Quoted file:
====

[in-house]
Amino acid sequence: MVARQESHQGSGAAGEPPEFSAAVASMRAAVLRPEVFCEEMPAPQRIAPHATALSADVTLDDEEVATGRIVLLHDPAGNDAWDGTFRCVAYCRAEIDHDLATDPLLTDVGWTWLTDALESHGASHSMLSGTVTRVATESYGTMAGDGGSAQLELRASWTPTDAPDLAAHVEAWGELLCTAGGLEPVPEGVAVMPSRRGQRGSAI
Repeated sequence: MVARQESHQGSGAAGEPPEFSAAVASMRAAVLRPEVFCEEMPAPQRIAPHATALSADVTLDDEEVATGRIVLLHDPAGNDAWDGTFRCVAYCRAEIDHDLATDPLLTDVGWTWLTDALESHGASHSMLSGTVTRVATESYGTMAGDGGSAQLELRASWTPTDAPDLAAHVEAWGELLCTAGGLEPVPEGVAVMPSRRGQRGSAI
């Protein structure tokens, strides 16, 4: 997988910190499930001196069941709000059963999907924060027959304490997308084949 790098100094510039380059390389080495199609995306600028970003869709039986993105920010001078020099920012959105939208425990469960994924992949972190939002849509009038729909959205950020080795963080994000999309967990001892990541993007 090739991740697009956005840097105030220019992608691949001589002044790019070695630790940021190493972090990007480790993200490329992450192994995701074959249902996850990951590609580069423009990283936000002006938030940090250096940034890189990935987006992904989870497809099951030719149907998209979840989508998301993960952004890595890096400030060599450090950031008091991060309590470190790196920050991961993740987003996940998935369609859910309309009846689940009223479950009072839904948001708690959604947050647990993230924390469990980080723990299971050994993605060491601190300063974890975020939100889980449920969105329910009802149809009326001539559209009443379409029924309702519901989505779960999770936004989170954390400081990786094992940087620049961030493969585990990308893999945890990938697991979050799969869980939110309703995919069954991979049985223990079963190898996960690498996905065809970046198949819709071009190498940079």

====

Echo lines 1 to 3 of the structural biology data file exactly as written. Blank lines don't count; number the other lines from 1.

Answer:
[in-house]
Amino acid sequence: MVARQESHQGSGAAGEPPEFSAAVASMRAAVLRPEVFCEEMPAPQRIAPHATALSADVTLDDEEVATGRIVLLHDPAGNDAWDGTFRCVAYCRAEIDHDLATDPLLTDVGWTWLTDALESHGASHSMLSGTVTRVATESYGTMAGDGGSAQLELRASWTPTDAPDLAAHVEAWGELLCTAGGLEPVPEGVAVMPSRRGQRGSAI
Repeated sequence: MVARQESHQGSGAAGEPPEFSAAVASMRAAVLRPEVFCEEMPAPQRIAPHATALSADVTLDDEEVATGRIVLLHDPAGNDAWDGTFRCVAYCRAEIDHDLATDPLLTDVGWTWLTDALESHGASHSMLSGTVTRVATESYGTMAGDGGSAQLELRASWTPTDAPDLAAHVEAWGELLCTAGGLEPVPEGVAVMPSRRGQRGSAI